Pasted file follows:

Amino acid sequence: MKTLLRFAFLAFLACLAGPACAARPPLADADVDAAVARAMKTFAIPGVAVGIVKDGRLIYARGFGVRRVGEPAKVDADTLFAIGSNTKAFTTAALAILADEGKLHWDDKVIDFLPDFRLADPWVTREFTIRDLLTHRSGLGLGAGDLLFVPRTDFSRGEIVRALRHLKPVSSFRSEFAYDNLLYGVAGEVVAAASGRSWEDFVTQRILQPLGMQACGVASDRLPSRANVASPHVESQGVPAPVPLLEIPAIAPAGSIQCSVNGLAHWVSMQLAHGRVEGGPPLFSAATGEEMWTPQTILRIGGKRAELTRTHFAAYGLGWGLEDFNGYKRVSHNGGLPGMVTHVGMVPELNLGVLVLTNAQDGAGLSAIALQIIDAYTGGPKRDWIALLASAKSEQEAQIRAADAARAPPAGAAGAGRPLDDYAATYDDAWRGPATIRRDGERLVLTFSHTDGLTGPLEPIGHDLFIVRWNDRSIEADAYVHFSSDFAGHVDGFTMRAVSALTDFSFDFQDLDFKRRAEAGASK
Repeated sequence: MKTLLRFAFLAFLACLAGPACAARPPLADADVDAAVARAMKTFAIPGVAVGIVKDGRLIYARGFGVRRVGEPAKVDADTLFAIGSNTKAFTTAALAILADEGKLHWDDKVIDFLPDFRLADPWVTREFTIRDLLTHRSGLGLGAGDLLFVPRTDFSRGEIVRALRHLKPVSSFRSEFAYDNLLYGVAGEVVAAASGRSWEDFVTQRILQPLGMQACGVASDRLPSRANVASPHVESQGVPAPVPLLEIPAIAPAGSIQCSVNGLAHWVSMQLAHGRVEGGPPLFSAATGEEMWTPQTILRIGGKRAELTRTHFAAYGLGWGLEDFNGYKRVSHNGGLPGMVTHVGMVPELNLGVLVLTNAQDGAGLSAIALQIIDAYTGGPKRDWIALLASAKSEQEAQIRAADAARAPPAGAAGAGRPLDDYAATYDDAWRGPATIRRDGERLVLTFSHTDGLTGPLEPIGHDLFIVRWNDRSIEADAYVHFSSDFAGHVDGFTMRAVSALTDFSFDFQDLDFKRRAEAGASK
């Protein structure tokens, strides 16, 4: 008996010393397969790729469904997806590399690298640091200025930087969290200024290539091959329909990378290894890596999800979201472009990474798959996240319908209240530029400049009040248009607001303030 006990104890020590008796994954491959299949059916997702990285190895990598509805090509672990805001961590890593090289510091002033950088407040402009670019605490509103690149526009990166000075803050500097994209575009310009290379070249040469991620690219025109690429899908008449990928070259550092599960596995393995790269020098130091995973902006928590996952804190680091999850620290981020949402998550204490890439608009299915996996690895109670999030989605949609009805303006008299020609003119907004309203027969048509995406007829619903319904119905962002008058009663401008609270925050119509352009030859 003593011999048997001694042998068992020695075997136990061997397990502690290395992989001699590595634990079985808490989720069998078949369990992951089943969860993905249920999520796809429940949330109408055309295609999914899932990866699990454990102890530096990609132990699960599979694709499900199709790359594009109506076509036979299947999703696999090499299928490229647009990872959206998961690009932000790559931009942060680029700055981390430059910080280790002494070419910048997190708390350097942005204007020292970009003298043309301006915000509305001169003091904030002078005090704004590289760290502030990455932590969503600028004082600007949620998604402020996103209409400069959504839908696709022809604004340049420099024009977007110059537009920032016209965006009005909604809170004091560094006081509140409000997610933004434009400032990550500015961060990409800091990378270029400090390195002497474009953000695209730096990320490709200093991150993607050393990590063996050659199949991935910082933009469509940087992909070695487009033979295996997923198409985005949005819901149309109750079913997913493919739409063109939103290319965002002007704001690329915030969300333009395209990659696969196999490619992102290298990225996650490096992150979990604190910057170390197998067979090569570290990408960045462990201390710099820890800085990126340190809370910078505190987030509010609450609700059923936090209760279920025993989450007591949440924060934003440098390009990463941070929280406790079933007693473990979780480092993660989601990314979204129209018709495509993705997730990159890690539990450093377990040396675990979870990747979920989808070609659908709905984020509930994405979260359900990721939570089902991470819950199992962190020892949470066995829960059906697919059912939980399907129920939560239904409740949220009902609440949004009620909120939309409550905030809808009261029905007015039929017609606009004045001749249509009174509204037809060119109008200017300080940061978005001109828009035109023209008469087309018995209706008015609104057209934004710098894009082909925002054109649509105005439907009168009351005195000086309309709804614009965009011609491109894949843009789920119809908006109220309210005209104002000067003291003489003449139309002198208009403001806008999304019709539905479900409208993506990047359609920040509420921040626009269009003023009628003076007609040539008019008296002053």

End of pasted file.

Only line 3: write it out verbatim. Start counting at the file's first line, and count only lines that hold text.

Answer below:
């Protein structure tokens, strides 16, 4: 008996010393397969790729469904997806590399690298640091200025930087969290200024290539091959329909990378290894890596999800979201472009990474798959996240319908209240530029400049009040248009607001303030 006990104890020590008796994954491959299949059916997702990285190895990598509805090509672990805001961590890593090289510091002033950088407040402009670019605490509103690149526009990166000075803050500097994209575009310009290379070249040469991620690219025109690429899908008449990928070259550092599960596995393995790269020098130091995973902006928590996952804190680091999850620290981020949402998550204490890439608009299915996996690895109670999030989605949609009805303006008299020609003119907004309203027969048509995406007829619903319904119905962002008058009663401008609270925050119509352009030859 003593011999048997001694042998068992020695075997136990061997397990502690290395992989001699590595634990079985808490989720069998078949369990992951089943969860993905249920999520796809429940949330109408055309295609999914899932990866699990454990102890530096990609132990699960599979694709499900199709790359594009109506076509036979299947999703696999090499299928490229647009990872959206998961690009932000790559931009942060680029700055981390430059910080280790002494070419910048997190708390350097942005204007020292970009003298043309301006915000509305001169003091904030002078005090704004590289760290502030990455932590969503600028004082600007949620998604402020996103209409400069959504839908696709022809604004340049420099024009977007110059537009920032016209965006009005909604809170004091560094006081509140409000997610933004434009400032990550500015961060990409800091990378270029400090390195002497474009953000695209730096990320490709200093991150993607050393990590063996050659199949991935910082933009469509940087992909070695487009033979295996997923198409985005949005819901149309109750079913997913493919739409063109939103290319965002002007704001690329915030969300333009395209990659696969196999490619992102290298990225996650490096992150979990604190910057170390197998067979090569570290990408960045462990201390710099820890800085990126340190809370910078505190987030509010609450609700059923936090209760279920025993989450007591949440924060934003440098390009990463941070929280406790079933007693473990979780480092993660989601990314979204129209018709495509993705997730990159890690539990450093377990040396675990979870990747979920989808070609659908709905984020509930994405979260359900990721939570089902991470819950199992962190020892949470066995829960059906697919059912939980399907129920939560239904409740949220009902609440949004009620909120939309409550905030809808009261029905007015039929017609606009004045001749249509009174509204037809060119109008200017300080940061978005001109828009035109023209008469087309018995209706008015609104057209934004710098894009082909925002054109649509105005439907009168009351005195000086309309709804614009965009011609491109894949843009789920119809908006109220309210005209104002000067003291003489003449139309002198208009403001806008999304019709539905479900409208993506990047359609920040509420921040626009269009003023009628003076007609040539008019008296002053």